Horticulture :: Plantation Crops :: Coconut - Physiological Disorders - Minor Nutrients

Physiological Disorders

Minor Nutrients

1.Boron (B) Deficiency


  • Symptoms always occur on newly emerging leaves, and remain visible on these leaves as they mature and are replaced by younger leaves.
  • One of the earliest symptoms of B deficiency on coconut palm is leaf wrinkling and manifested as sharply bent leaflet tips, commonly called “hook leaf”. Leaves have a serrated zigzag appearance.
  • Other common symptom is the failure of newly emerging spear leaves to open normally. In a chronic stage, multiple unopened spear leaves may be visible at the apex of the canopy.
  • Boron deficiency also occurs in inflorescence and nuts. The inflorescence and nuts are become necrotic.

Diagnostic Techniques

Boron deficiency symptoms are quite distinctive and are usually sufficient for diagnosis by themselves. Manganese deficiency produces symptoms similar to those of B deficiency, but no other common deficiency produces symptoms that could be confused with those of B deficiency. Because B deficiency is so transient in nature, the element is immobile within the palm (cannot move from one leaf to another), and deficiencies affect only leaf primordial developing within the bud area, leaf analysis is not particularly useful.


Foliar spray of 0.2 % (2g in 1 lire of water) borax at the rate of 75 – 100 ml per seedling. Spraying is commonly practiced when coconut palms are at the nursery stage. 1 year old – Borax 5-10 g/plant per year 2-3 years old – Borax 15- 20 g/plant per year 4 years old and more – Borax 30 -50 g/plant per 2 years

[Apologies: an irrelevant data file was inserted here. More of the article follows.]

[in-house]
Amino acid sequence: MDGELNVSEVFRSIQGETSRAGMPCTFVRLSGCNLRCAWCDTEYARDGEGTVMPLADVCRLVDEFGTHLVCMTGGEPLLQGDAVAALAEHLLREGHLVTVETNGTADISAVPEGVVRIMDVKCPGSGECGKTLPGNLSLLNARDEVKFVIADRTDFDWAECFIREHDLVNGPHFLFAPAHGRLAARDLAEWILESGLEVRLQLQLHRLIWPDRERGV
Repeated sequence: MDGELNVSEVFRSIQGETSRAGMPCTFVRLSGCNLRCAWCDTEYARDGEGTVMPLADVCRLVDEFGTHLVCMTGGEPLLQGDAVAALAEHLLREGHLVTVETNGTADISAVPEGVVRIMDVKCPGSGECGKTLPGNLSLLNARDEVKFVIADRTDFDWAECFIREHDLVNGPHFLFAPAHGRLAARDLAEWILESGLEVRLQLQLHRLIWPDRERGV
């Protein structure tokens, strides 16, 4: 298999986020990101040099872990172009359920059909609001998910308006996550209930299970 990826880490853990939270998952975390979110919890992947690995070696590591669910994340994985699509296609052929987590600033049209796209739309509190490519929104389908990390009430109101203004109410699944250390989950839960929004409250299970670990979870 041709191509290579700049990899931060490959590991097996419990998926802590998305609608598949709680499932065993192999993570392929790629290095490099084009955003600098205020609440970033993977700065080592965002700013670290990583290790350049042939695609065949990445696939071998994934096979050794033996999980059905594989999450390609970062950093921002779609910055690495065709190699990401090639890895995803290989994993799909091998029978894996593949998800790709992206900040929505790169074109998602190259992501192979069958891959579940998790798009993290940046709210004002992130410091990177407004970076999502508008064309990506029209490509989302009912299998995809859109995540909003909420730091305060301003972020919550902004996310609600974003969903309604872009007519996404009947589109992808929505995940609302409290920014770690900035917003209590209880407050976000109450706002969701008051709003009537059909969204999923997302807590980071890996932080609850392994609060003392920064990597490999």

Leaf Fail to Open Properly

Leaf Wrinkling and Distortion

Necrotic Inflorescence

Severe Leaf Distortion

Boron deficiency symptoms
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2.Manganese (Mn) Deficiency


Manganese deficiency is very common on alkaline soils. The newest leaves of Mn deficient palms emerge chlorotic with longitudinal necrotic streaks. As the deficiency progresses, newly emerging leaflets appear necrotic and withered on all but basal portions of the leaflets. This withering results in a curling of the leaflets about the rachis giving the leaf a frizzled appearance (frizzle top). In severely Mn- deficient palms, growth stops and newly emerging leaves consist solely of necrotic petiole stubs.

Diagnostic Techniques

Visual symptoms may be sufficient to diagnose this disorder, but leaf nutrient analysis is also suggested, since symptoms of boron (B) deficiency can be similar. Late stage potassium (K) deficiency symptoms are virtually indistinguishable from those of Mn deficiency at a distance and close examination is required to look for characteristic longitudinal streaking and basal symptom distribution of Mn deficiency.


Soil application of MnSO4 @ 25kg/ha

Manganese (Mn) deficiency symptoms
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3.Magnesium (Mg) Deficiency